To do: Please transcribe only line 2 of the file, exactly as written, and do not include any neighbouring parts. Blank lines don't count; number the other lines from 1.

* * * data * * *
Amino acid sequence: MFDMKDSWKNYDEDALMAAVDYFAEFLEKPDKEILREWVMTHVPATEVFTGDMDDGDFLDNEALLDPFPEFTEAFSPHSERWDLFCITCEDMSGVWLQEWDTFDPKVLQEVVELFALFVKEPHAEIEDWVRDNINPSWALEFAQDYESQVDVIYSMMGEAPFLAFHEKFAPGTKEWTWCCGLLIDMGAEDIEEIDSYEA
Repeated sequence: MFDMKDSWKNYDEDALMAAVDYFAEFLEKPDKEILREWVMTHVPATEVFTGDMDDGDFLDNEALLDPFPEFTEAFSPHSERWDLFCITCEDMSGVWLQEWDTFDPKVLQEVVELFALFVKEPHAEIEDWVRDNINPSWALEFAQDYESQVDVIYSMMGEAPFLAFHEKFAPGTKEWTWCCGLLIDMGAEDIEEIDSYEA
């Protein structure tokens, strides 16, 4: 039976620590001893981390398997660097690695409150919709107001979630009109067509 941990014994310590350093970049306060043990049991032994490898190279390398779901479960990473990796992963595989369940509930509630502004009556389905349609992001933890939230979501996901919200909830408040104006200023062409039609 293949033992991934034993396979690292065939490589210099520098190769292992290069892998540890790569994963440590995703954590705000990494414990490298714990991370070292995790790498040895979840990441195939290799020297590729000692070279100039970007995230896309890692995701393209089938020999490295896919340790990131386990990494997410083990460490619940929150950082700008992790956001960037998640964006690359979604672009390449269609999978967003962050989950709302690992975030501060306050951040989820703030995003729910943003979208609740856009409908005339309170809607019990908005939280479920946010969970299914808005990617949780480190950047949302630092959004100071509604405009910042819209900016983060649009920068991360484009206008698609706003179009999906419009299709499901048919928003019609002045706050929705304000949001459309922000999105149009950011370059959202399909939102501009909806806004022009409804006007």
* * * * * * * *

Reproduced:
Repeated sequence: MFDMKDSWKNYDEDALMAAVDYFAEFLEKPDKEILREWVMTHVPATEVFTGDMDDGDFLDNEALLDPFPEFTEAFSPHSERWDLFCITCEDMSGVWLQEWDTFDPKVLQEVVELFALFVKEPHAEIEDWVRDNINPSWALEFAQDYESQVDVIYSMMGEAPFLAFHEKFAPGTKEWTWCCGLLIDMGAEDIEEIDSYEA